Feeds

UK government slated by own boffins on nanotech policy

Teeny stuff, big issues

The essential guide to IT transformation

The UK government has been castigated by its own picked scientists for spending too much on research into developing nanotechnology and not enough on looking into its dangers.

The Council for Science and Technology (CST), "the UK government's top-level advisory body on science and technology policy issues", says the government has committed £90m to the nanotech industry for 2003-09, but only £3m on checking out "toxicology and the health and environmental impacts of nanomaterials".

In a report (pdf) released yesterday, the top-level advisory boffins expressed their disappointment that the government hadn't stuck to its original plans to take a precautionary approach to nanotech development. Indeed, the scientists seemed to feel at times that there was a wider-ranging problem with the UK's attitude to technology.

"CST also wishes to highlight a more generic issue concerning the way in which government identifies, funds, and manages obstacles to the exploitation of new technologies," it wrote. "The balance between research that develops new applications of nanotechnologies and that which provides the necessary underpinning for its safe and responsible development must be addressed."

But the scientists were scrupulously fair, with harsh words for their academic colleagues too.

"There is no guarantee that the research necessary to public safety and the research that interests the scientific community will be identical."

This has been true ever since the first mad professor set up his dungeon laboratory, of course. Any scientist worth his salt would rather work out how to make dead flesh live again than write up the safety case for doing it. Even so, it's nice to see boffins finally admitting this.

The CST certainly isn't bashing the idea of nanotech in general. It admits that "Greenpeace and the Soil Association suggest that a moratorium is a necessary part of any precautionary approach", but it doesn't agree.

This is unsurprising given that one of the report's principal authors, Dr Sue Ion, holds a senior slot at British Nuclear Fuels and the rest seem to be similarly hardcore pro-technology types.

Indeed, one of the CST's main arguments for research into nanomaterial toxicology is that it would allow "nanoremediation", the use of new nano wonder-substances to clean up previous, old-fashioned environmental disasters.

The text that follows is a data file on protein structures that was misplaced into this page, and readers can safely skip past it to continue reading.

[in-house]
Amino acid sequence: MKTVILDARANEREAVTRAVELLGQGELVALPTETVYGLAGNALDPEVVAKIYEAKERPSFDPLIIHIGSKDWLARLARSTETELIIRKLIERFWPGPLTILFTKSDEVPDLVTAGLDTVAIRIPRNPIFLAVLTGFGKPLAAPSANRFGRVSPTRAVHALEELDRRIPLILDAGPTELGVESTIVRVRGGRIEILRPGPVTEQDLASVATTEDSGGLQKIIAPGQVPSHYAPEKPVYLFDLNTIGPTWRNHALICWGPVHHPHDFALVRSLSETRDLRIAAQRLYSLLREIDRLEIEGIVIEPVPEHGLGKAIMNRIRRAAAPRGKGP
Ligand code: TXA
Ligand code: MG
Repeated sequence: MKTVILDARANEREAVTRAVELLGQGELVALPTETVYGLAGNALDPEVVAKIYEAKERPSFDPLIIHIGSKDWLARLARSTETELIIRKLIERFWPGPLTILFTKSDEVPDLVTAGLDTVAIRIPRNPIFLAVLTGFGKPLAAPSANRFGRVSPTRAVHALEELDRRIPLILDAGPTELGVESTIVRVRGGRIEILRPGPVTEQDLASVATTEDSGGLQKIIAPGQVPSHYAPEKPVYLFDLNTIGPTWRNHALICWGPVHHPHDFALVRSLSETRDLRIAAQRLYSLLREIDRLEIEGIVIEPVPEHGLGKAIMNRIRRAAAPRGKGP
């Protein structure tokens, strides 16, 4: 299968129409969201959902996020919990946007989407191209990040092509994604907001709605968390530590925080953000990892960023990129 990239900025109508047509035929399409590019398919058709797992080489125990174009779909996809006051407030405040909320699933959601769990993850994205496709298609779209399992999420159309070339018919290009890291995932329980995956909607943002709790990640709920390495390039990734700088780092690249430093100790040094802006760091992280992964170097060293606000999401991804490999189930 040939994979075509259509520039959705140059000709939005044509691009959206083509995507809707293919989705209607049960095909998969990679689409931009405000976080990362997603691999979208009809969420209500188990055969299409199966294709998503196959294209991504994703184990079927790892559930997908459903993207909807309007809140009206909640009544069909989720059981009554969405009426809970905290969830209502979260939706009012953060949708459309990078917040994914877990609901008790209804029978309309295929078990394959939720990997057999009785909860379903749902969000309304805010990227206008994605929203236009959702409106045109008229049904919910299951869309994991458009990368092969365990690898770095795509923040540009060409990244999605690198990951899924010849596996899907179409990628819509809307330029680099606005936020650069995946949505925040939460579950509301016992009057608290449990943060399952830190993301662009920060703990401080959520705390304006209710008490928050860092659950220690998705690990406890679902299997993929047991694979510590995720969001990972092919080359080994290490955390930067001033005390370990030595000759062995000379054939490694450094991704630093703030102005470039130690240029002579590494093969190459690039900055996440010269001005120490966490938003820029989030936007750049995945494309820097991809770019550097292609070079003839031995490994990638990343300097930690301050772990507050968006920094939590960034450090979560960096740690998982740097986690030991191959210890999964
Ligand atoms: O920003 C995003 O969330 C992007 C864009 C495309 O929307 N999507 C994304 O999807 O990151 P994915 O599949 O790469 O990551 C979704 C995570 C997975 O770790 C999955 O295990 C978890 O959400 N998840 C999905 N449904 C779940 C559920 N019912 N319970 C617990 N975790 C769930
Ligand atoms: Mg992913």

For instance, it seems that PCB contamination might be neutralised using nanoparticles of iron: but it would clearly make sense to find out whether nano-iron is bad for people first. The report recommends a minimum £5-6m per annum of government funding for this kind of research.

Essentially, the CST's idea seems to be that nanotechnology can't develop and be used without a knowledge of the risks and the likely regulatory framework.

The report's authors reckon that as recently as 2004 the UK was "seen as a world leader in its engagement with nanotechnologies". But the British now risk becoming nano also-rans, well-armed with ideas but no idea whether they're safe.

The CST concludes that "the UK is losing that leading position and falling behind in its engagement with this fast developing field, primarily due to a distinct lack of government activity". ®

Next gen security for virtualised datacentres

More from The Register

next story
BBC: We're going to slip CODING into kids' TV
Pureed-carrot-in-ice cream C++ surprise
6 Obvious Reasons Why Facebook Will Ban This Article (Thank God)
Clampdown on clickbait ... and El Reg is OK with this
Twitter: La la la, we have not heard of any NUDE JLaw, Upton SELFIES
If there are any on our site it is not our fault as we are not a PUBLISHER
Facebook, Google and Instagram 'worse than drugs' says Miley Cyrus
Italian boffins agree with popette's theory that haters are the real wrecking balls
Sit tight, fanbois. Apple's '$400' wearable release slips into early 2015
Sources: time to put in plenty of clock-watching for' iWatch
Facebook to let stalkers unearth buried posts with mobe search
Prepare to HAUNT your pal's back catalogue
Ex-IBM CEO John Akers dies at 79
An era disrupted by the advent of the PC
prev story

Whitepapers

Implementing global e-invoicing with guaranteed legal certainty
Explaining the role local tax compliance plays in successful supply chain management and e-business and how leading global brands are addressing this.
Endpoint data privacy in the cloud is easier than you think
Innovations in encryption and storage resolve issues of data privacy and key requirements for companies to look for in a solution.
Why cloud backup?
Combining the latest advancements in disk-based backup with secure, integrated, cloud technologies offer organizations fast and assured recovery of their critical enterprise data.
Consolidation: The Foundation for IT Business Transformation
In this whitepaper learn how effective consolidation of IT and business resources can enable multiple, meaningful business benefits.
High Performance for All
While HPC is not new, it has traditionally been seen as a specialist area – is it now geared up to meet more mainstream requirements?